Central Florida facts for kids
Central Florida, part of the Florida megaregion
Central Florida is a region of the U.S. state of Florida. Different sources give different definitions for the region, but as its name implies it is usually said to comprise the central part of the state, including the Tampa Bay and Orlando area. It is one of Florida's three best known "directional" regions, along with North Florida and South Florida. It consist of the following counties: Brevard County, Citrus County, Hardee County, Hernando County, Hillsborough County, Indian River County, Lake County, Manatee County, Marion County, Orange County, Osceola County, Pasco County, Pinellas County, Polk County, Seminole County, Sumter County, and Volusia County.
Like many vernacular regions, Central Florida's boundaries are not official or consistent, and are defined differently by different sources. A 2007 study of Florida's regions by geographers Ary Lamme and Raymond K. Oldakowski found that Floridians surveyed identified Central Florida as comprising a large swath of peninsular Florida. This area encompassed the interior, including the Orlando metropolitan area, and coastal stretches from the Big Bend south to the Tampa Bay Area in the west and from Daytona Beach south to Martin County in the east. In addition, North Central Florida has emerged as a vernacular region representing the interior area in the northern part of the state.
Central Florida is one of Florida's three most common directional regions, the others being North Florida and South Florida. Lamme and Oldakowski note that the directional region is more commonly used in the interior areas rather than on the coast. In fact, while coastal areas often have their own regional vernacular identities such as the Space Coast and the Nature Coast, no vernacular regions were reported on the interior of the state other than Central Florida.
Enterprise Florida, the state's economic development agency, identifies "Central Florida" as one of eight economic regions used by the agency and other state and outside entities, including the Florida Department of Transportation. This definition covers much of the same area as in Lamme and Oldakowski's survey, with some exceptions. It excludes the Tampa Bay Area and North Central Florida, as well as the southern coastal counties (the Treasure Coast, which is included in "Southeast" or "South Florida"). The Central region includes the Orlando metropolitan area (Orange, Lake, Osceola, and Seminole Counties), Marion and Sumter Counties in the interior, and Volusia and Brevard Counties on the coast.
The central cities of both metropolitan areas (Orlando and Tampa) are in close proximity (85 miles (137 km)), and as a result, their two metropolitan areas blend together in the area of Lakeland to make up a larger contiguous population center often referred to as the I-4 corridor. This is a population concentration that stretches from Tampa Bay on the west coast to Daytona Beach and Cape Canaveral on the east coast of the state.
With the exception of hill terrain in southern Lake County, Hernando County, Pasco County and Polk County, Central Florida is mostly flatland with significant amounts of open space and over 1,500 lakes and ponds. There is a mixture of wetlands, Cypress, Oak, Maple and Pine forests, pastures, prairies and coastline.
Major rivers include the St. Johns River, the Ocklawaha River, the Halifax River, and the Econlockhatchee River. Major lakes include Lake Apopka, Lake Tohopekaliga, East Lake Tohopekaliga, Lake Louisa, Lake Monroe, Lake Jessup, and the Butler Chain of Lakes. There are over 100 miles (160 km) of coastline in Central Florida along the Atlantic Coast. Major beaches include Canaveral National Seashore, New Smyrna Beach, Daytona Beach, Cocoa Beach, and Indialantic Beach near Melbourne.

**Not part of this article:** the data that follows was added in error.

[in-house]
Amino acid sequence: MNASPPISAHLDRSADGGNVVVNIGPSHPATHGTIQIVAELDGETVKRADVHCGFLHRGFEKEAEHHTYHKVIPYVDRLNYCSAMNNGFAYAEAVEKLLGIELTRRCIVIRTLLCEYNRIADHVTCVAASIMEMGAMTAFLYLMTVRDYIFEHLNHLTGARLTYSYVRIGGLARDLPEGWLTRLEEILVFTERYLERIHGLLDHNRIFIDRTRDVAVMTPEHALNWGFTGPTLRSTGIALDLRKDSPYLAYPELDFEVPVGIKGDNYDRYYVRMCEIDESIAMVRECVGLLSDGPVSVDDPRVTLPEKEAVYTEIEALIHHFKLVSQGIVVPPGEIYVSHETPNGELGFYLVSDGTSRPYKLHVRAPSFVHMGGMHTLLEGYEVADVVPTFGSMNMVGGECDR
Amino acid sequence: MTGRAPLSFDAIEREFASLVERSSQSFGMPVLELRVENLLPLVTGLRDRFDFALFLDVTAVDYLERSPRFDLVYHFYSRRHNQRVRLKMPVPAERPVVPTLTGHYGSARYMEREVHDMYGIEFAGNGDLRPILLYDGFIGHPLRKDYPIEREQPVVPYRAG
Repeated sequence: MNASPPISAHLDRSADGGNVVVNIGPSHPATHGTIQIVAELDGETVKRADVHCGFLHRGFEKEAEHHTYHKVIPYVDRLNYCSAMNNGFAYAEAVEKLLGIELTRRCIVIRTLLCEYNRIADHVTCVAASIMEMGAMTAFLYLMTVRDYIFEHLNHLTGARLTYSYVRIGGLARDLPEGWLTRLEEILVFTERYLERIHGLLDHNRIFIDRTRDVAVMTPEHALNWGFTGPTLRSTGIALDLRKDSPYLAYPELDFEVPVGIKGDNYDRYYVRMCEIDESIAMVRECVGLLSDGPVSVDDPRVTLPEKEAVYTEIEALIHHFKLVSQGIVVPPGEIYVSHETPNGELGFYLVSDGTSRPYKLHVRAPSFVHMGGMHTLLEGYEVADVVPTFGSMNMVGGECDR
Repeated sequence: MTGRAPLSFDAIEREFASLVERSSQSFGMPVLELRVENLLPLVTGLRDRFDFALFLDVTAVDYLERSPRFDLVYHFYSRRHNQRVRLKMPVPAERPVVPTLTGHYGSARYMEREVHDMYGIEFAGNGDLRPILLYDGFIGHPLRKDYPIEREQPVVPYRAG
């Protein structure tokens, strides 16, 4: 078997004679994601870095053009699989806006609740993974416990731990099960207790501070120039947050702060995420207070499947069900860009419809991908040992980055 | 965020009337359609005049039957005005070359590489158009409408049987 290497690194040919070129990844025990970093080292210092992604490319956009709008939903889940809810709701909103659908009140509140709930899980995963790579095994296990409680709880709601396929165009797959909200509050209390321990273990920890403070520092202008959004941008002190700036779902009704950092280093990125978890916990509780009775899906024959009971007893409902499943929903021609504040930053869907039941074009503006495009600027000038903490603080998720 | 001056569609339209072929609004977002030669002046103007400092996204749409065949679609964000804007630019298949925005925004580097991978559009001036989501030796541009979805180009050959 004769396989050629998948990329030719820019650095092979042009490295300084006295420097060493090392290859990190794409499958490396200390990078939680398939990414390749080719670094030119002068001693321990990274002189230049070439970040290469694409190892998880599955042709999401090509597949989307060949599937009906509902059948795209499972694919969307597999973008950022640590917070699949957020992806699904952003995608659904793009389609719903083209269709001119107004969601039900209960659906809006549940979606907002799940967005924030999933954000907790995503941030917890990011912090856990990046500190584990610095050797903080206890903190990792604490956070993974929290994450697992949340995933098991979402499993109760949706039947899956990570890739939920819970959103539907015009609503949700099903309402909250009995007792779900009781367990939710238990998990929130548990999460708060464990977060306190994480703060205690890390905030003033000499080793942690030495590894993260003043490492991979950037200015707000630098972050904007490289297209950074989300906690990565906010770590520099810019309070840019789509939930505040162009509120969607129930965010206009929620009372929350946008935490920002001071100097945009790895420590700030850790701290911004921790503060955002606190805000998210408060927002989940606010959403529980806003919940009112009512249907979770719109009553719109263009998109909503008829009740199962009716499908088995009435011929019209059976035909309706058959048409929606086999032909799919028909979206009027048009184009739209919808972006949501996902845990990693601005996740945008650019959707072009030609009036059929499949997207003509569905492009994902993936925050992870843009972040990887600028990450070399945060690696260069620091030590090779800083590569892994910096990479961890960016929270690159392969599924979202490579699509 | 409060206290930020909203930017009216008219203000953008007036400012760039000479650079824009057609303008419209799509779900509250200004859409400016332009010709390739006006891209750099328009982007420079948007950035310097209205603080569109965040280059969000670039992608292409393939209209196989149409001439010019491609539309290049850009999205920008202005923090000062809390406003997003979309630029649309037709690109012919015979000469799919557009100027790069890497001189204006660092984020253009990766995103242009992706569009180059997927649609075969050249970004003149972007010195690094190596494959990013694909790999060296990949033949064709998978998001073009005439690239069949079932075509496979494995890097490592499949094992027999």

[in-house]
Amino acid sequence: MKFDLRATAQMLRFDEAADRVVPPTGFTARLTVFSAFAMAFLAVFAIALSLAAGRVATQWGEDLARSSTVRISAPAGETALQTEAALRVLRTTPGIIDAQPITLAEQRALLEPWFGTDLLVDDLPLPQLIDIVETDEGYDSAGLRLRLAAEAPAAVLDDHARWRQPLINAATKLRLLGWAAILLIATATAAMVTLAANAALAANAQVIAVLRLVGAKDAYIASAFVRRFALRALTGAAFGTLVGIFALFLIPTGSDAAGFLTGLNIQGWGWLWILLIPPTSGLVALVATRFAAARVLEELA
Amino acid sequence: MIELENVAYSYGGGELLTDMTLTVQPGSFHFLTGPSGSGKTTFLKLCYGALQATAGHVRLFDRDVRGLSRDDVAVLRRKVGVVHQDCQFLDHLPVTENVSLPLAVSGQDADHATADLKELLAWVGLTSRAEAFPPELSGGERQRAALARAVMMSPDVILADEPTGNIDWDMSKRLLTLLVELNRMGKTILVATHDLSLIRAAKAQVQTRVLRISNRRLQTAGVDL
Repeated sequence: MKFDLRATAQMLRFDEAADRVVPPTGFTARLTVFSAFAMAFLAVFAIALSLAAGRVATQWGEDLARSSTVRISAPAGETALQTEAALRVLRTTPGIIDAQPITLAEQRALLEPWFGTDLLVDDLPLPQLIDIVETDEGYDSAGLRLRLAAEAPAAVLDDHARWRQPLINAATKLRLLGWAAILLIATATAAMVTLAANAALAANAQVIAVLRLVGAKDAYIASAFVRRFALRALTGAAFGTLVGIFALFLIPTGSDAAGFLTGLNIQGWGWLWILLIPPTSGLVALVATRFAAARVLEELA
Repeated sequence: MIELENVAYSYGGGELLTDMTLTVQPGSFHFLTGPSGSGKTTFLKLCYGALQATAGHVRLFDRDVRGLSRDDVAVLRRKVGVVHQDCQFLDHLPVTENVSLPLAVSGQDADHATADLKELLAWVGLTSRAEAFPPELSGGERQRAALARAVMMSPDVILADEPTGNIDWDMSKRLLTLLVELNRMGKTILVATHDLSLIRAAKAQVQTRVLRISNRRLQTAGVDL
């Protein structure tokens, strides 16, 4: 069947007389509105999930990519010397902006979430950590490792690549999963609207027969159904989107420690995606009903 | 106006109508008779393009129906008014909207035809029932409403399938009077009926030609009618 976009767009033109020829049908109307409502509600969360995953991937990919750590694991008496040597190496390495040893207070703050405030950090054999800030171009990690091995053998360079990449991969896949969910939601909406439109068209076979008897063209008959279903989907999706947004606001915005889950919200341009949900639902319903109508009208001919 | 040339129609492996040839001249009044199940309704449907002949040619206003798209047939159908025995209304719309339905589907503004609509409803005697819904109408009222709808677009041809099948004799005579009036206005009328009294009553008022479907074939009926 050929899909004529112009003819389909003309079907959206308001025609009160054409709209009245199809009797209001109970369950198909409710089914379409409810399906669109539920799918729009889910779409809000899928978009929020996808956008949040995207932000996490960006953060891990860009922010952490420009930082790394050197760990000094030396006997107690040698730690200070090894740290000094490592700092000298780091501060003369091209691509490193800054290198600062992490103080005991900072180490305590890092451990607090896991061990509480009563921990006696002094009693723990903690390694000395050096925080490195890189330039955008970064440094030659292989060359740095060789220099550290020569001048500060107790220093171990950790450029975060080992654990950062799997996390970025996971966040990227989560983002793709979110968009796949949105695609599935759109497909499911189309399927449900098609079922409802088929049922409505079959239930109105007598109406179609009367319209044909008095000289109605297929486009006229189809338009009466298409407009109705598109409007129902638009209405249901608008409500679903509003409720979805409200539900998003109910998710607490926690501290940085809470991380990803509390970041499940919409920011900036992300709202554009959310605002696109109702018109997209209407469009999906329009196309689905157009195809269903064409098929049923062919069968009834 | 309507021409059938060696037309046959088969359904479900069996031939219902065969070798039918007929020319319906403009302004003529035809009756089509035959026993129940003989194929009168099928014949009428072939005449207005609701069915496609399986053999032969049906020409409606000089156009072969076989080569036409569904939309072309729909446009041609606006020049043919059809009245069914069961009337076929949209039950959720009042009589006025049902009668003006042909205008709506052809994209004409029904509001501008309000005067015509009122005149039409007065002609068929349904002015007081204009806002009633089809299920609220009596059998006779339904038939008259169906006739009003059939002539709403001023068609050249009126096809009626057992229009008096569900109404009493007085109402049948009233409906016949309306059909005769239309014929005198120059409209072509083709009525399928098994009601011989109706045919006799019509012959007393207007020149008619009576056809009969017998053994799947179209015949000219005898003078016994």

Winters are dry and temperate with the average winter high temperature in Orlando being 72 °F (22 °C). Summers are hot and humid with high temperatures averaging 92 °F (33 °C). Peak summer heat generally arrives in early June and continues to early October.
The combination of high temperatures, high humidity, and opposing sea breezes from both the Gulf and Atlantic coasts, results in significant thunderstorm activity from June to September for the interior counties. Central Florida records more lightning strikes per area than any other region in Florida, and Florida records more lightning strikes than any other state in the USA. As a result, Florida, and more specifically, Central Florida, is often referred to as the "Thunderstorm capital of the USA", or "Lightning Alley".
These severe thunderstorms often make Central Florida prone to many tornadoes. However, they are usually small, short lived, and almost always rated as EF0 or EF1 size storms.
At the end of the Civil War most of Central Florida was barely-inhabitable wetlands. It took a major drainage project financed by Philadelphia businessman Hamilton Disston in the 1880s to make the land available for settlement.
Sanford was incorporated in 1877 as port city at the intersection of Lake Monroe and the St. Johns River. It was envisioned as a transportation center, the city's founder, Henry S. Sanford, nicknamed it "the Gate City of South Florida". It became a hub for shipping agricultural products, which earned the city another nickname, "Celery City".
Kissimmee boomed in the 1880s. It was the headquarters of Hamilton Disston's drainage company, The city was an important regional steamship port, owing that status to its location on Lake Tohopekaliga. The expansion of the railroads into Central Florida eliminated the need for Kissimmee's steamship industry.
The Great Freeze of 1894-95 ruined citrus crops which had a detrimental ripple effect on the economy.
The hard-packed sand of Volusia County's beaches lent itself to auto races beginning in 1903, before paved roads were common, leading to the area's reputation for cars and racing. Ormond Beach was a popular spot for those who liked fast cars after the turn of the 20th century because the hard-packed beach was ideal for going fast. That same beach had led to the development of a tourist resort by Henry Flagler. It later attracted Flagler's former business partner John D. Rockefeller, who had a winter home in Ormond.